You had a great idea for a product, spent years designing, developing, and improving it, and cannot wait to finally get it to the marketplace. Before you do reveal your great idea to the world, you want to give it the best chance to succeed.

There are any number of ways a product launch can fail, but with a little bit of forethought, most of them are avoidable. Here are three of the biggest traps companies fall into when launching a new product or service.

Failure to test

You’ve been developing this product for a long time, and the whole team loves it. The problem is that you might be too close to be objective about it. The only way to know how the market will respond is to test it. No matter how brilliant your idea is, ultimately the real test of its success is whether or not customers are willing to pay for it. Everything else is speculation. Would you rather find out that you need to make changes after a full launch, or while you still have time to fix anything that might limit sales?

But that’s just one aspect of testing. You may also find out that while customers do like your product enough to pay for it, they may like it even more if it had different features, came in a variety of colors, etc. Don’t assume you know what’s best for the market. Let them tell you.

Ineffective marketing

It is almost a cliche in the marketing world to say that people don’t buy products – they buy results.

Yet it’s surprising how many companies fail to demonstrate the results, or benefits, that their products will supposedly offer customers. If you’ve created a quality product, make sure you let people know what benefits or results they can expect by buying and using it. Don’t assume that it’s obvious.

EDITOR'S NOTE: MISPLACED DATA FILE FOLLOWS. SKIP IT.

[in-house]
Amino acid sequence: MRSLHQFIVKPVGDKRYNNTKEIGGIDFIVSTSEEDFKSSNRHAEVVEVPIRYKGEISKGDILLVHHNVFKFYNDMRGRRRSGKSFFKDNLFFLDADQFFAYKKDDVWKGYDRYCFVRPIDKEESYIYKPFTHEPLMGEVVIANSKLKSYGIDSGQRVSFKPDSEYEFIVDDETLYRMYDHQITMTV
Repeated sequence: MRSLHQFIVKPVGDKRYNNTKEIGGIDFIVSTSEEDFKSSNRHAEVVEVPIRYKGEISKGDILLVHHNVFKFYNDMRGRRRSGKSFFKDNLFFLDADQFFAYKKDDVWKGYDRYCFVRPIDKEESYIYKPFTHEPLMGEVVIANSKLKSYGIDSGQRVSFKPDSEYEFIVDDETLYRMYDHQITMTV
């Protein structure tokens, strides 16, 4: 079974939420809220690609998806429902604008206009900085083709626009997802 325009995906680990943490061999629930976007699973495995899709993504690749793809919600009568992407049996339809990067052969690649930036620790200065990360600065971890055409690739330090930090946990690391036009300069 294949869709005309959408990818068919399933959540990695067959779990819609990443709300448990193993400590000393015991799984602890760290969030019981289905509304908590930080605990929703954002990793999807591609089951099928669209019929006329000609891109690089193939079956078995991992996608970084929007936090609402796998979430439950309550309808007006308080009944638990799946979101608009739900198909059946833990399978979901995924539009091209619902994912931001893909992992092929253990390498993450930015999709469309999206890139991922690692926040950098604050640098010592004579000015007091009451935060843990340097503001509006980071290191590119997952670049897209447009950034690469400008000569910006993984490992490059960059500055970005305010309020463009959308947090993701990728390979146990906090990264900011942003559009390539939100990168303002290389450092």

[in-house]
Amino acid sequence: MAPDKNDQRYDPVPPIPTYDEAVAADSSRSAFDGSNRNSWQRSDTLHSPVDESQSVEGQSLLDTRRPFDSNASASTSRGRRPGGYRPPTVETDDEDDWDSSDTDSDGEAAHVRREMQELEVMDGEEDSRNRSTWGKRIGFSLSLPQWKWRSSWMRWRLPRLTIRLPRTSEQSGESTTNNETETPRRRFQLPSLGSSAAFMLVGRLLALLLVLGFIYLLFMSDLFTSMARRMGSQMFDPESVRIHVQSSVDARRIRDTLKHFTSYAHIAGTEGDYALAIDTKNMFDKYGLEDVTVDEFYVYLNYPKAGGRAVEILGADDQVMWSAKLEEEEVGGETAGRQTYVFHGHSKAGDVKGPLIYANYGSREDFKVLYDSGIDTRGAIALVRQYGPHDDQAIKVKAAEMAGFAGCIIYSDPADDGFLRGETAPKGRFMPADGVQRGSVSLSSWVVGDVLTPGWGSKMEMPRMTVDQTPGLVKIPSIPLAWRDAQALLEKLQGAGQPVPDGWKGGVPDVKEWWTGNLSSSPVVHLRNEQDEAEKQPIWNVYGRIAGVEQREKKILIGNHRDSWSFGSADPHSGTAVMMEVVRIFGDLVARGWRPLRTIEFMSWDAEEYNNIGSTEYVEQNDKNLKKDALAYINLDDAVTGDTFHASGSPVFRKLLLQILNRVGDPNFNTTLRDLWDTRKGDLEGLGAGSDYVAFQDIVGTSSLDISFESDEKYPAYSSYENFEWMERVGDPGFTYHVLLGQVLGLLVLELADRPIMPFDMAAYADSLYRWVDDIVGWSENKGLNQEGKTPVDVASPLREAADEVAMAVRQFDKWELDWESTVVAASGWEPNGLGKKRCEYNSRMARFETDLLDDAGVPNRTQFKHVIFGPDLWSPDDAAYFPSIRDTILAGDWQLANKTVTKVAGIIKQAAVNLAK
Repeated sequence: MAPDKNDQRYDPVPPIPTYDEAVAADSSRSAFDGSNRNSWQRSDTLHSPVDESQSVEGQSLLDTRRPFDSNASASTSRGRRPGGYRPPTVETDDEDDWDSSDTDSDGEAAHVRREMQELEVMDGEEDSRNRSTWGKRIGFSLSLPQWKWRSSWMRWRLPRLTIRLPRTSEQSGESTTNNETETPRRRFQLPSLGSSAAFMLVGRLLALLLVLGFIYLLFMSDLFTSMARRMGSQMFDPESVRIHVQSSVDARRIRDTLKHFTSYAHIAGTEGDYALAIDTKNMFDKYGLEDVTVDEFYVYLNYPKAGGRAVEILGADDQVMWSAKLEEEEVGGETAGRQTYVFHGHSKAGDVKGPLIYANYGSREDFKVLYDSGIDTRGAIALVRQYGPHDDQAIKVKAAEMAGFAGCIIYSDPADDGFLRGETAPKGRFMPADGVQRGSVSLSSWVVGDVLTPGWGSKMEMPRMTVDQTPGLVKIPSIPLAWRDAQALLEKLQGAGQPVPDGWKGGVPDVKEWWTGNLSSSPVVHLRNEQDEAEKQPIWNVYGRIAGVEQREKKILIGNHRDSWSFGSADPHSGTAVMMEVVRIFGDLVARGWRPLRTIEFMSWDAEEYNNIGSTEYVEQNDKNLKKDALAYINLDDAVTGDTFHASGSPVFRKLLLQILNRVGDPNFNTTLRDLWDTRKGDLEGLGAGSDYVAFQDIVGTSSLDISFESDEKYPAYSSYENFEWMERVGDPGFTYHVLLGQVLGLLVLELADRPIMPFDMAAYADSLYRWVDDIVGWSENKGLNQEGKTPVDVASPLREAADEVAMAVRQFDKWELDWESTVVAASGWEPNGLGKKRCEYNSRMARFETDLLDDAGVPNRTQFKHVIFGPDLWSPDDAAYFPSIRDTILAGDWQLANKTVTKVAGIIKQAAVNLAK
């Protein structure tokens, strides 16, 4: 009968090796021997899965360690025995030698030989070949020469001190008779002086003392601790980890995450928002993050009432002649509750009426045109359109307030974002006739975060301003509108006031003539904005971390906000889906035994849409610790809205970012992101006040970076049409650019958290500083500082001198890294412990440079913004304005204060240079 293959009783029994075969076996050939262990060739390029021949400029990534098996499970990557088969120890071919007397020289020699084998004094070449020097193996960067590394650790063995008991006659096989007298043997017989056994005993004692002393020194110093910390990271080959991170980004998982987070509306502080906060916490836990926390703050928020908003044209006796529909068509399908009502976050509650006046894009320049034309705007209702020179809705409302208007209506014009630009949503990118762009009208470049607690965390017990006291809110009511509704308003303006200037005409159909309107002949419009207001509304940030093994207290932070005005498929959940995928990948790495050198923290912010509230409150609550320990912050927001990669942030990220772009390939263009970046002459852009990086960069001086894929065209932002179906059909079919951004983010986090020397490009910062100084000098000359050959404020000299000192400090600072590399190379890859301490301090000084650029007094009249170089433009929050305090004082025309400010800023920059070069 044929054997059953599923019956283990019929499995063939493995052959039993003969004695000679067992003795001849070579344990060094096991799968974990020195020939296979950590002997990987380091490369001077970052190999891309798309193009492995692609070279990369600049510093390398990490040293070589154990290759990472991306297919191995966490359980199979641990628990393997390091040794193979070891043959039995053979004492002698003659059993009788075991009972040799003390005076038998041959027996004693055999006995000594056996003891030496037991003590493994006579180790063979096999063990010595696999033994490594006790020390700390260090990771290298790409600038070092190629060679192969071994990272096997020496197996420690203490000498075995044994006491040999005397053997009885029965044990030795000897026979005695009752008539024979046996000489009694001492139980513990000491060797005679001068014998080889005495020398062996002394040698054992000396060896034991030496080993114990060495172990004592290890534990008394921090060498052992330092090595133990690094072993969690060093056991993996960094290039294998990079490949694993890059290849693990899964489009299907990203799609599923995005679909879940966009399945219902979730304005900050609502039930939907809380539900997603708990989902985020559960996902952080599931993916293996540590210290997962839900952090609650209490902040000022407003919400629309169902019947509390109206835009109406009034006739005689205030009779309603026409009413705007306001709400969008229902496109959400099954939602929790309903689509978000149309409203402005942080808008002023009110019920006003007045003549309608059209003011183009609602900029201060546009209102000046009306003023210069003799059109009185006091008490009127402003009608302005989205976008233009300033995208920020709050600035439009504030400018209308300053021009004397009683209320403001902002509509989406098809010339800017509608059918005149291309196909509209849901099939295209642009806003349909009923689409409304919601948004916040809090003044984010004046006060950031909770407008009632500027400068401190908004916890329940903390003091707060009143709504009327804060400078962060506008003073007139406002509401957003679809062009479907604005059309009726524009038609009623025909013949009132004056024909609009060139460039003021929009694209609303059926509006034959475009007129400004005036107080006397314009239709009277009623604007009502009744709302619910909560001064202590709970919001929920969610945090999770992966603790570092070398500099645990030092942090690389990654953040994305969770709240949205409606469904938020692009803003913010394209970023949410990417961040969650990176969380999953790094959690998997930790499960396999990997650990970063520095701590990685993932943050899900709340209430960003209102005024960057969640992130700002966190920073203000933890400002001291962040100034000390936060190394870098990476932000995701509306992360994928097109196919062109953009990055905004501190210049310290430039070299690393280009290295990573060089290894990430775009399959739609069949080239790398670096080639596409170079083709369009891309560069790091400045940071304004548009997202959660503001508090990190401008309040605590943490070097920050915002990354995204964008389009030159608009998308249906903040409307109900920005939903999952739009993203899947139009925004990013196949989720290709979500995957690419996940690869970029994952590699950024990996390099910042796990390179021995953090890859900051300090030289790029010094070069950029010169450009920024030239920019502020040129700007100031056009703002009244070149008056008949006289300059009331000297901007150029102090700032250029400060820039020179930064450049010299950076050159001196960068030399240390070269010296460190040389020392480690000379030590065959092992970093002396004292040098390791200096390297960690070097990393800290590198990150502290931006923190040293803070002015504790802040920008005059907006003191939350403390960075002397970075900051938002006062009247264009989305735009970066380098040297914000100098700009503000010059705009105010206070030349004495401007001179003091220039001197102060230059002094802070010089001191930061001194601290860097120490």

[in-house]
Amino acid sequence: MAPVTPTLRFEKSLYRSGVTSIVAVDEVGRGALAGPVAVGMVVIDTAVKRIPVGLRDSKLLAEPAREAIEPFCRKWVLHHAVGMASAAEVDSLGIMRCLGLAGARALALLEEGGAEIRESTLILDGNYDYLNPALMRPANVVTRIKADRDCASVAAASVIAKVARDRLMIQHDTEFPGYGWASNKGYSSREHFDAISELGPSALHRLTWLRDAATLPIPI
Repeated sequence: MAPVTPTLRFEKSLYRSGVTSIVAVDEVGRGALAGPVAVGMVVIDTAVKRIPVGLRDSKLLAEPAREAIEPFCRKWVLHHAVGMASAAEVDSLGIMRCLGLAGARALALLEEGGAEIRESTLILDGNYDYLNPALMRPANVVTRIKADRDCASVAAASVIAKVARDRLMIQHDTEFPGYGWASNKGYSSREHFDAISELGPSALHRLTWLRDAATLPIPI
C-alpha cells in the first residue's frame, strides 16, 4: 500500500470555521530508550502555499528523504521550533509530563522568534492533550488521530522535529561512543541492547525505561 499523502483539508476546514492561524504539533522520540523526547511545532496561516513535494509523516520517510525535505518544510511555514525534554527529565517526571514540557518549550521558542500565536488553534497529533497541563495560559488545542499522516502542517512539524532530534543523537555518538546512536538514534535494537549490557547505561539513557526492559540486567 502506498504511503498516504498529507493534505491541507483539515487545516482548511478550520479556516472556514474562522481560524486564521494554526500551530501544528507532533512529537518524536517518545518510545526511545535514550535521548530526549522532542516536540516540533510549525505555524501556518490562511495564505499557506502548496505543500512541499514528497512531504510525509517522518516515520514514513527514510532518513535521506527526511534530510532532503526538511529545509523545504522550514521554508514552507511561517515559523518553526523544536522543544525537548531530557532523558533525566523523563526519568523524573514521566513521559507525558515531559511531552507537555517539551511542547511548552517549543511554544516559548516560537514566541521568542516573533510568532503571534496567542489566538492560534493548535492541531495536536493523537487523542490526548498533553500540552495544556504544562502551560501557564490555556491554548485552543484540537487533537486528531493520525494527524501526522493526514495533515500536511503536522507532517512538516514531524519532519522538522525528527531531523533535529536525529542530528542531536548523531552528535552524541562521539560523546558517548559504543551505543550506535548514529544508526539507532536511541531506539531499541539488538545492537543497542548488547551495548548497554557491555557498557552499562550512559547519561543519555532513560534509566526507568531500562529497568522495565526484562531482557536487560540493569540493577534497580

Most people are too busy with their own lives to take the time to figure out why your widget is going to make their lives better. It’s your job to communicate specifically how it will impact them and why they should spend their hard-earned money on it.

Being unprepared for success

Most businesses are afraid of their product dying right out of the gate. But what if your product is so successful that your supply chain cannot keep up with orders?

If your marketing strategy has convinced the consumer to say yes only to find out that your product is on backorder for months, it’s really easy for them to buy from a competitor, decide to wait and then forget about you, or simply come to the conclusion later on that they do not want or need it.

But worse than all of that is this: the reason the customer was going to buy from you in the first place is because you’d earned their trust. If your product is then unavailable, you’ve lost that trust. Buying decisions are often made in the moment, and all the good you did with marketing can be destroyed by your inability to deliver the goods.

There is always a lot on the line when a new product comes to market. You owe it to yourself and your company to give it every possible chance to succeed. For more, read our post “5 Expert Tips for Launching Your Product on Time.”